Health Shows to Require Proof of Vaccination

May 17, 2021
Health Shows to Require Proof of Vaccination

Two major events dedicated to health and science professionals have indicated they will require attendees to provide proof of vaccination to enter. The decisions, made by organizers of HIMSS21 Health and Safety Hub and HLTH 2021, are among the first large events to declare that in-person participants will need to be fully immunized as the country emerges from the pandemic.

Last week, the Centers for Disease Control and Prevention announced that vaccinated individuals did not need to wear a mask in most instances in which they are surrounded by others who have received their shots. The updated guidance, a major milestone in the COVID-19 recovery, is reliant on the honor system, according to the Biden administration.

However, some organizations are remaining cautious as the country slowly moves toward herd immunity. HLTH officials said the timing is simply not right to return to business as usual for its events, occurring Oct. 17-20 at the Boston Convention & Exhibition Center.

"The science is clear: vaccination is our best hope for stopping the spread of COVID, saving lives and putting an end to the pandemic," said Jonathan Weiner, founder and CEO of HLTH. "We owe it not only to our attendees but to the frontline healthcare providers, essential workers and healthcare industry professionals — who have sacrificed so much — to provide the safest possible onsite experience and encourage widespread vaccination."

Attendees for both shows are considered fully vaccinated two weeks after receiving their last dose —  or only shot in the case of the Johnson & Johnson option. 

While this may become a standard, and perhaps welcomed, practice among health-based programs, it is unlikely that this will be a universal standard among trade shows as a whole.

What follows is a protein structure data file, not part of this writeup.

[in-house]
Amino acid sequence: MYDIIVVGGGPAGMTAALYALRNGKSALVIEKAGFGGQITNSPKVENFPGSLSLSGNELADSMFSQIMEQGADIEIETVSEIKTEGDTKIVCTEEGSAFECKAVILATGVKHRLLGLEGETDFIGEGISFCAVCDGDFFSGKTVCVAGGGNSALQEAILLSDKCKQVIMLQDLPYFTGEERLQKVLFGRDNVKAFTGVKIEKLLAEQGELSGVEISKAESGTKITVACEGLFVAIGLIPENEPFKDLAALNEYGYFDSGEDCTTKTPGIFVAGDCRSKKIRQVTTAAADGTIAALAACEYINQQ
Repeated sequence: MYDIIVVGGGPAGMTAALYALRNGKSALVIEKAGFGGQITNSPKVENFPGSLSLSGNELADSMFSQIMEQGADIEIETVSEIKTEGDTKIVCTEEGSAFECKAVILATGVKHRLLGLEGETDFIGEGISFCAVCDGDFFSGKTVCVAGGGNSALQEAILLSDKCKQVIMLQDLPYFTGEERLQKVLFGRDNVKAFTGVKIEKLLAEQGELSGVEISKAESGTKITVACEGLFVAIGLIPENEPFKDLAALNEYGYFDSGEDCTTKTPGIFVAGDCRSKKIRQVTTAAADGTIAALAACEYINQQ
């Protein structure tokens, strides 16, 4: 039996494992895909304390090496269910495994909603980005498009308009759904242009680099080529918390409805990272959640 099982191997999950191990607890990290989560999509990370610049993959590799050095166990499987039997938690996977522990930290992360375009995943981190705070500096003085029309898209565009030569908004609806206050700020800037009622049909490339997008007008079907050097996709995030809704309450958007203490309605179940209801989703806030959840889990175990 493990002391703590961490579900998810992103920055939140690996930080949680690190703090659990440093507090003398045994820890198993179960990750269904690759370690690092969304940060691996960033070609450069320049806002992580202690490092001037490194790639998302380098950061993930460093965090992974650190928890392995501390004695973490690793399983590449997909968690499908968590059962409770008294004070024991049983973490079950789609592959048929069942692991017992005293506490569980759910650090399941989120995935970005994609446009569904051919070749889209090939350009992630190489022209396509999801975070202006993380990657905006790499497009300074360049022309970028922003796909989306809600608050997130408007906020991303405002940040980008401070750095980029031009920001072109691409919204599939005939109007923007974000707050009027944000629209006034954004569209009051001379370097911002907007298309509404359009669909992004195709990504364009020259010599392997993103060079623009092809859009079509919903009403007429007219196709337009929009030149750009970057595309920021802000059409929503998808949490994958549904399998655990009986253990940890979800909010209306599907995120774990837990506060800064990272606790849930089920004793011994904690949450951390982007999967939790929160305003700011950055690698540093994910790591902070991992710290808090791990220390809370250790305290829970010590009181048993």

Currently, the most common method at establishments like restaurants and retail stores for checking an individual’s status is through a paper vaccination card distributed at the time of the shots. However, many software companies have been planning for this day, creating so-called digital passports to enter events.

HLTH, trying to set a standard for medical innovation, will employ CLEAR's Health Pass as the platform for registrants to show proof of vaccination. HIMSS, happening Aug. 9-13 across three venues in Las Vegas, has not said which platform it will partner with.

Because many COVID-19 safeguards have become divisive issues, it is improbable that all events will have the capability — or the desire to — to mandate vaccines. Many events, particularly in the sports world, are now simply recommending masks rather than mandating them. The NFL is the most notable group to declare full attendance once the season kicks off in the fall.

However, business events looking to put attendees’ minds at ease about returning to in-person gatherings face a dilemma when it comes to safety guidelines in what is becoming a freedom-of-choice debate.

Nevertheless, HMISS will continue with what have become standard practices of easing congestion among walkways and requiring speakers to use face shields or other accepted safeguards.

HLTH took the extraordinary step of adding the support from medical experts into its press release announcing the measure. Two examples include:

  • "By requiring vaccination of all HLTH attendees, the organizers are ensuring all of us can be assured of the safest possible environment and not have to worry about COVID," said Ezekiel J. Emanuel, M.D., Ph.D., chair, Department of Medical Ethics and Health Policy, University of Pennsylvania.
  • "We've come a long way in the pandemic, but let's not forget our obligation to those who do not yet have immunity," said Dr. Leana Wen, public health professor at George Washington University, a speaker at HLTH 2021 and public health advisor to Americans throughout the pandemic. "Requiring vaccination is the right decision for HLTH and other large events, and will give attendees the confidence to take part, in-person, and fully engage with one another."

Both HLTH and HIMSS will produce digital components for those unable to attend in-person.

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